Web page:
What’s the most interesting wine you’ve ever come across? 

This is such a difficult one - and not one I can answer. There are so many people trying things all over the world now; one thing that I’m really into is winemakers in quite traditional fine wine regions making multi-vintage wines that they declassify and label as a separate project. Often it makes use of wine made in lesser years so they still are able to bring something to market as a small parcel. It appeals to my marketing brain. Cupano (from Tuscany) is a great example with his Rosso di Cupano bottlings, currently on its third release.

What are the three most overused tasting notes?

Fruity, great with food and medium bodied. 

What’s the best value wine on your list at the moment?

2014 Rosso di Montalcino from Poggio di Sotto. They didn’t make a 2014 Brunello, so it all went to the Rosso - it’s seriously good. I bought a small amount, which is growing smaller by the day. 

What is your ultimate food and drink match?

I’m not sure about ultimate - but one thing I love drinking each year when the puntarelle first makes its way onto menus is Lazio whites with skin contact and puntarelle alla Romana. I had this first in Rome one Sunday - it was Andrea Occhipinti’s Alter Alea with puntarelle, and I’ve revisited that combination each year since. We’re sadly sold out of that wine at the moment.

Old World or New World?

It’s all about cool climate for me, whichever ‘world’ we’re in. Sadly, climate change is affecting regions that used to be thought of as cool climate, and now it’s very much down to where in that region you are, down to the specific site. 

What is your pet hate when it comes to wine service in other restaurants? 

Most wine service is excellent, and I love all types of it - whether it’s formal, or casual - but the one thing I think there is no place for is patronising service. It’s absolutely not something you see much, but I’ve seen it recently and it does still exist.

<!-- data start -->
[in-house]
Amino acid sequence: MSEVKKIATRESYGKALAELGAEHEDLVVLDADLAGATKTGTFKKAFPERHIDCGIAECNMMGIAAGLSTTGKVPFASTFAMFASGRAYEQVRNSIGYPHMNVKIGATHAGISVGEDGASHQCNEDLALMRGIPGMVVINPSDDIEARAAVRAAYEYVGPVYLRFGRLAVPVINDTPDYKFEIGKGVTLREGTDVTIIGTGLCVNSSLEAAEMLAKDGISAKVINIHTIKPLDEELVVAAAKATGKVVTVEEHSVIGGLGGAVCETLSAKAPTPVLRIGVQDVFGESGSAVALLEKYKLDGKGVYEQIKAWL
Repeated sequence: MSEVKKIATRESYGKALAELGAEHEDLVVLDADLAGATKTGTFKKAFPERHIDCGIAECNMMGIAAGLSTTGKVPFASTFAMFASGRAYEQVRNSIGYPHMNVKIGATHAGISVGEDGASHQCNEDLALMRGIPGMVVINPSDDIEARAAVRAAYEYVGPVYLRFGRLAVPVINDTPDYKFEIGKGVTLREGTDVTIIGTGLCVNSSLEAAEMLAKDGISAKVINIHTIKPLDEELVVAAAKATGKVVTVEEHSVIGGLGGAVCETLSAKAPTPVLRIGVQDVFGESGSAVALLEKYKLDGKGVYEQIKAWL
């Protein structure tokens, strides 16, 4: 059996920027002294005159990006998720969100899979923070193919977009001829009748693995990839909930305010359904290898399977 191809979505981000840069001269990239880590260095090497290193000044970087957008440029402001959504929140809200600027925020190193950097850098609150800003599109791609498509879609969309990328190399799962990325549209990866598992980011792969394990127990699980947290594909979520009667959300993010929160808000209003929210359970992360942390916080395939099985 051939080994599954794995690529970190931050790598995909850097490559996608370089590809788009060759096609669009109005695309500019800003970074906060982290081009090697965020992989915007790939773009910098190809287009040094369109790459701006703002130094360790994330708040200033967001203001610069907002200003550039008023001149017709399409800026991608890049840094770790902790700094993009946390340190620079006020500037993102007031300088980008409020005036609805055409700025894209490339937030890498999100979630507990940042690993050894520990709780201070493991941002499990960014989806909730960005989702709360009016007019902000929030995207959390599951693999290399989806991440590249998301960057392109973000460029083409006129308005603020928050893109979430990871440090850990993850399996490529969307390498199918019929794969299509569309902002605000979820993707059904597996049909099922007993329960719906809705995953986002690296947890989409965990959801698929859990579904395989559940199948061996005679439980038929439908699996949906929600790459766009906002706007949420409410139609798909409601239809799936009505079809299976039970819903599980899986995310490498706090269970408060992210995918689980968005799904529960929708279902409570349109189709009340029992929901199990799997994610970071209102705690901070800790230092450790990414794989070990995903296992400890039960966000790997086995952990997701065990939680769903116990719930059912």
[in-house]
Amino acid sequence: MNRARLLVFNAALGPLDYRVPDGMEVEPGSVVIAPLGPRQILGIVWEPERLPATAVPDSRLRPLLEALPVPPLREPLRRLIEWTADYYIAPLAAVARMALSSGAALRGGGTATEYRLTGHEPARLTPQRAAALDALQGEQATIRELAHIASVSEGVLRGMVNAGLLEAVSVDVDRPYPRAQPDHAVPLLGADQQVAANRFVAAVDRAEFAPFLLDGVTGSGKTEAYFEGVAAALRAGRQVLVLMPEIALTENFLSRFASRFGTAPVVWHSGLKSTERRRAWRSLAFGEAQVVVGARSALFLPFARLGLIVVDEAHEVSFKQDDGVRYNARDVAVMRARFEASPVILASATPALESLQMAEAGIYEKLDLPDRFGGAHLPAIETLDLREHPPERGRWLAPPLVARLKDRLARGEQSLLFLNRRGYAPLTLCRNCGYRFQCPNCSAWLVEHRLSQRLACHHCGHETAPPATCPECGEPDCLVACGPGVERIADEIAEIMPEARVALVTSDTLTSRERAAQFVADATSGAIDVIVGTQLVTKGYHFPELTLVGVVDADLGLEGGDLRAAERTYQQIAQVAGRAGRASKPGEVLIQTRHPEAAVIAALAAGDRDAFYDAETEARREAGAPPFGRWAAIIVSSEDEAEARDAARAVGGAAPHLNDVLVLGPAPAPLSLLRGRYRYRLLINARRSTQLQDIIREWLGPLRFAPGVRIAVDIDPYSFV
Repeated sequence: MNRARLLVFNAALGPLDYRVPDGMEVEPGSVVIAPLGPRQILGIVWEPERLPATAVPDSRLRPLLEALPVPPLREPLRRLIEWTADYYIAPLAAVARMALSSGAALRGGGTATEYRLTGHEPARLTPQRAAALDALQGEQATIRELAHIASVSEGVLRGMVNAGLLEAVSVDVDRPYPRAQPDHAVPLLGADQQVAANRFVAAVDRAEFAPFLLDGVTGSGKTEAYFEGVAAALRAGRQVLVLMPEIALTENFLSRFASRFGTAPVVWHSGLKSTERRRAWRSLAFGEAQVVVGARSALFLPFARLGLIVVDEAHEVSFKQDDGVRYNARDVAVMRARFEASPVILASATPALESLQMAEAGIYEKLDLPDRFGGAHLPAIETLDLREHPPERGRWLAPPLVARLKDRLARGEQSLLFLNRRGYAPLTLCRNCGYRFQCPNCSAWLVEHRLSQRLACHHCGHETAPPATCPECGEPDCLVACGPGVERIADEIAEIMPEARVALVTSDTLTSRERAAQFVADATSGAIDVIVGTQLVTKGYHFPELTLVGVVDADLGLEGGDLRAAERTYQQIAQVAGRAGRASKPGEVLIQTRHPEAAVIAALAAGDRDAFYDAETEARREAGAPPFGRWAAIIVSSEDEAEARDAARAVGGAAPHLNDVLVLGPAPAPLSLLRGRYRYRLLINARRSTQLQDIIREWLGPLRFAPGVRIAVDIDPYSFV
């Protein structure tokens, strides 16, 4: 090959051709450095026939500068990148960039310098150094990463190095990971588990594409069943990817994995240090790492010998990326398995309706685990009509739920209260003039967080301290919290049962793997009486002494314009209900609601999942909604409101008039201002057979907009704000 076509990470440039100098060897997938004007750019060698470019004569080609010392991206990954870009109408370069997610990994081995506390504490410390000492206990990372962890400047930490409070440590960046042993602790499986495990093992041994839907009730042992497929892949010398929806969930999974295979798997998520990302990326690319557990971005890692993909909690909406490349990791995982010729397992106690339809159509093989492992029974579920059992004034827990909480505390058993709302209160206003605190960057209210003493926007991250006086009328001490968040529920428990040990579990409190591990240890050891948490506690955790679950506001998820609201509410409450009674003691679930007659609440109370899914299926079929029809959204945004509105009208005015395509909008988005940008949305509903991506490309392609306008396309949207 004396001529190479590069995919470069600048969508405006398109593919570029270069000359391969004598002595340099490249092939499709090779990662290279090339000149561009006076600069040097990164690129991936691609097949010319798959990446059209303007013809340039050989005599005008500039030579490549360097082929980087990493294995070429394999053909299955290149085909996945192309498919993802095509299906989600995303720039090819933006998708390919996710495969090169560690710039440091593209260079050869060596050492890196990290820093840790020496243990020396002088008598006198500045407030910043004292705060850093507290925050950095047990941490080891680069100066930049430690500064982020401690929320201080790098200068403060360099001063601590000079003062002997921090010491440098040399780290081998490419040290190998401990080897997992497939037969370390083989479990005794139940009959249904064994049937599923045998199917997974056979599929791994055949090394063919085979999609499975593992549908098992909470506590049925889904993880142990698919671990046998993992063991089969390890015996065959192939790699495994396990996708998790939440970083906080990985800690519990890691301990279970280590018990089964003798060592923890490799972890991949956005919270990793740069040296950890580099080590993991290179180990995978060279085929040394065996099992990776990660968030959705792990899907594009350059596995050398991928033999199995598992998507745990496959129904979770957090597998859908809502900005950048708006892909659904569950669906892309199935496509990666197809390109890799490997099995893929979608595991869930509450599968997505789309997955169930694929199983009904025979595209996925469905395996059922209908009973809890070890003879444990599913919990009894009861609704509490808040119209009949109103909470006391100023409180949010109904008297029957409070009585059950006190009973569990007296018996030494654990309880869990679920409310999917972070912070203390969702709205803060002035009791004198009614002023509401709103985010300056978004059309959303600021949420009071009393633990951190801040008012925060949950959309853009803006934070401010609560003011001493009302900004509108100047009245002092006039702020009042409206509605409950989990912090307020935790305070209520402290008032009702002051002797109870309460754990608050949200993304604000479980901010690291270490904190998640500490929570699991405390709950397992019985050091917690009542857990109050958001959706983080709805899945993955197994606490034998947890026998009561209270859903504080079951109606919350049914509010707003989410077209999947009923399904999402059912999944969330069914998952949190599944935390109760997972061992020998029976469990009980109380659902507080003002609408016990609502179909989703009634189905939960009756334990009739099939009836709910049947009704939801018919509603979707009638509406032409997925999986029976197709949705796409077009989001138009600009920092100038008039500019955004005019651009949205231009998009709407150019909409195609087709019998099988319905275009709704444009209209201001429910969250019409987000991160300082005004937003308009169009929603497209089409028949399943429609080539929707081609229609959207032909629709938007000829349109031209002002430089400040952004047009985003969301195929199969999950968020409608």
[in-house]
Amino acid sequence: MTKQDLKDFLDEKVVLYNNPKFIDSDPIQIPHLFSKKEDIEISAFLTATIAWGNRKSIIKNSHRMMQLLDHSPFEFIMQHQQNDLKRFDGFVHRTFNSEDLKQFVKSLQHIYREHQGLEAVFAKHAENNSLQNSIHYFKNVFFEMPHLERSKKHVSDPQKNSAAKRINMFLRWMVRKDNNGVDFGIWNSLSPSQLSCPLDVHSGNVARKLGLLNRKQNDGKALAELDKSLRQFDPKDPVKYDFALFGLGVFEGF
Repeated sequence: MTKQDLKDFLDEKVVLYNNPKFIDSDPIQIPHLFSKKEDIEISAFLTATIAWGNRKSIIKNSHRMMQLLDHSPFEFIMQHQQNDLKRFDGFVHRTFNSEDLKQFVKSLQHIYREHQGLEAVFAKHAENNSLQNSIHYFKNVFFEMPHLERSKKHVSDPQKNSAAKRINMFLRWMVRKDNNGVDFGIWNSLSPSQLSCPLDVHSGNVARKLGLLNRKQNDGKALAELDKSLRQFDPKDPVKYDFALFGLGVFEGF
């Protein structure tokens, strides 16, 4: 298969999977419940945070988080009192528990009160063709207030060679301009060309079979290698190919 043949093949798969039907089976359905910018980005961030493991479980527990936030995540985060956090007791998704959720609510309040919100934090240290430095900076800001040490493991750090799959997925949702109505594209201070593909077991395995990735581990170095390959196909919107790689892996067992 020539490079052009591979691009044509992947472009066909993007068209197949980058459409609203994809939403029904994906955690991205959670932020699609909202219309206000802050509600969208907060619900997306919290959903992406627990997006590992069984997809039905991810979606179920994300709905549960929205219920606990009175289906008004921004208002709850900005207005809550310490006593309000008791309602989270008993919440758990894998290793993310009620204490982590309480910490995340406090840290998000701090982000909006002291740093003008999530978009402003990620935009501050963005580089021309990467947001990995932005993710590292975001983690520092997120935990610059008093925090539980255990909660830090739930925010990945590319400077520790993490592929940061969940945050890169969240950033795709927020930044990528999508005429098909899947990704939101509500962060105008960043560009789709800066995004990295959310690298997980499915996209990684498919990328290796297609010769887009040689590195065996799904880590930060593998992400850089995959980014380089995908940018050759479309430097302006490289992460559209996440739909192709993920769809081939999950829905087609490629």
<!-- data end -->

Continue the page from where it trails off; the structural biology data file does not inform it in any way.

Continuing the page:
Who is your favourite producer at the moment and why?

Vincent Caillé who makes wine in Muscadet. His wines are everything you want to drink, especially the reds: brilliant expressions of the terroir; low intervention winemaking; and utterly moreish. They’re not particularly expensive but I just really love drinking them.

As a wine buyer, what question do you most get asked by customers? 

What’s the best wine on the list?

Which wine producing region or country is currently underrated at the moment and why?

I think Alsace is still under the radar for most restaurant goers and consumers more generally. It’s that beautiful mix of Germanic grapes (which I love) in France and, I think, other than fine wine collectors who know about Zind Humbrecht and the like, the region is still largely overlooked by most wine drinkers. There are lots of small artisan winemakers producing some wonderful things there that lend themselves so well to a wide range of restaurant food: aromatic, elegant with weight and never overpowering. 

It’s your last meal and you can have a bottle of any wine in the world. What is it and why? 

Probably an Emmerich Knoll Ried Loibenberg Smaragd Riesling; one with some age (depending on when I’m drinking it), just because they are fantastic and never disappoint.